E! News has the exclusive video of Phelps speaking out about the incident for the first time. "I haven't spoken to him at all," the 31-year-old swimmer said when asked if he's heard from Lochte after Rio.
As for whether he thinks the controversy will work itself out, Phelps said, "We have good people taking care of it, so hopefully."
Phelps arrived back on American soil Wednesday morning, just days after Lochte and three other Team USA swimmers became the focus of the alleged robbery.
He was spotted leaving a Scottsdale, Ariz., Starbucks when he addressed the news. Despite the rough couple of days for the US swim team, an on-looker tells us Phelps seemed relaxed during his coffee run, stopping to thank fans as they congratulated him on his athletic performance at the Summer Games in Brazil.
AP Photo, Getty Images
Meanwhile, the details of what really happened with Lochte and the three other U.S. swimmers—James Feigen, Jack Conger and Gunnar Bentz—last weekend finally emerged on Thursday.
A Brazilian police official told the Associated Press that Congar and Bentz—who were detained on an airplane leaving Rio on Wednesday night—came forward and told authorities the robbery was, in fact, "fabricated."
Instead, the officialrevealed Lochte and his fellow swimmers stopped at a gas station to use the restroom. When they discovered the bathroom door was locked, a couple of them ended up breaking it down. A security guard then confronted them about the incident.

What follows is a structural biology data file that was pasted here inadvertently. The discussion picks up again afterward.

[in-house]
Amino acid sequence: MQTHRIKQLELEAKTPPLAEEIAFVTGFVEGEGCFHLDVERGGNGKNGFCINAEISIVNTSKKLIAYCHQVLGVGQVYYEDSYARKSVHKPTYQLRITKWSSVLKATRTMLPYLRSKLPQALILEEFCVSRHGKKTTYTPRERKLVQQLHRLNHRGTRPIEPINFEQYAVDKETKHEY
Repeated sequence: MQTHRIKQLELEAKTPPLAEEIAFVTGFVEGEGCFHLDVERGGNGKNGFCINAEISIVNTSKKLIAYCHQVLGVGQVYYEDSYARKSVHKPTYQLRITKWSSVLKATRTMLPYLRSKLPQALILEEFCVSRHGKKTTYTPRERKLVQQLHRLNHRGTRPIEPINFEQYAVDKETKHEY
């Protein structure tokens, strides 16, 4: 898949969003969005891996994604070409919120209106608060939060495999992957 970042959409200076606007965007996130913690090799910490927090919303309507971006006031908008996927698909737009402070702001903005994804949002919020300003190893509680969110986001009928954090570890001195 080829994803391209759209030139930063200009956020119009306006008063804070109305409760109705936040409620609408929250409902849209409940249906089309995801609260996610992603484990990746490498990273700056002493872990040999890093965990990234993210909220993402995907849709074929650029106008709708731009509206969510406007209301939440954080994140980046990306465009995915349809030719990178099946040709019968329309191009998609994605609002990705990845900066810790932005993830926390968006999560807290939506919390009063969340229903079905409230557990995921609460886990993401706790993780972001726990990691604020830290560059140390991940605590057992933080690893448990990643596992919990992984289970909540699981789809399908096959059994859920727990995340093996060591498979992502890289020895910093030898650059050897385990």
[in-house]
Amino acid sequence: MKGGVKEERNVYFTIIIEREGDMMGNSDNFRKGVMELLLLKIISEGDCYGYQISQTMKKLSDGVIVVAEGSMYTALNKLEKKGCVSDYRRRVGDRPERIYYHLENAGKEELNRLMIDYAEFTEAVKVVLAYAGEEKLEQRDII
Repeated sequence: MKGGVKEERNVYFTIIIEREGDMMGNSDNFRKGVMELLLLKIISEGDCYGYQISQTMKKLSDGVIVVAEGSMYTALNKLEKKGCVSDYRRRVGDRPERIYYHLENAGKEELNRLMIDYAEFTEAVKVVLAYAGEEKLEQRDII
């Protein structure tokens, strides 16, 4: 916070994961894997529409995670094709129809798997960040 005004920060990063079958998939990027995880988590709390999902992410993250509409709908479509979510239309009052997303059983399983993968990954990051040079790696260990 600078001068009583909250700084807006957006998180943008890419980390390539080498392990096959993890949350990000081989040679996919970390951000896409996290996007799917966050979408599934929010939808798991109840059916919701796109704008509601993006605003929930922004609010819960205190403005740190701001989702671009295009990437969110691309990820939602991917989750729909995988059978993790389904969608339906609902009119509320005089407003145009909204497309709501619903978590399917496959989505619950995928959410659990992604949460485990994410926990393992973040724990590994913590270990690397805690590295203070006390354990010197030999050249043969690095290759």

The gas station manager arrived shortly thereafter and used another customer to translate, asking the swimmers to pay for the damages they had caused. Brazilian officials told ABC the swimmers eventually ended up giving him 100 reals (or about $30) and an additional $20 to account.
AP Photo/Michael Sohn
Lochte issued a statement on social media Friday morning regarding the controversy.
"I want to apologize for my behavior last weekend—for not being more careful and candid in how I described the events of that early morning and for my role in taking the focus away from the many athletes fulfilling their dreams of participating in the Olympics," he said.
As for why he hadn't spoken publicly sooner, Lochte explained, "I waited to share these thoughts until it was confirmed that the legal situation was addressed and it was clear that my teammates would be arriving home safely. It's traumatic to be out late with your friends in a foreign country—with a language barrier—and have a stranger point a gun at you and demand money to let you leave, but regardless of the behavior of anyone else that night, I should have been much more responsible in how I handled myself and for that am sorry to my teammates, my fans, my fellow competitors, my sponsors and the hosts of this great event."
He continued, "I am very proud to represent my country in Olympic competition and this was a situation that could and should have been avoided. I accept responsibility for my role in this happening and have learned from valuable lessons."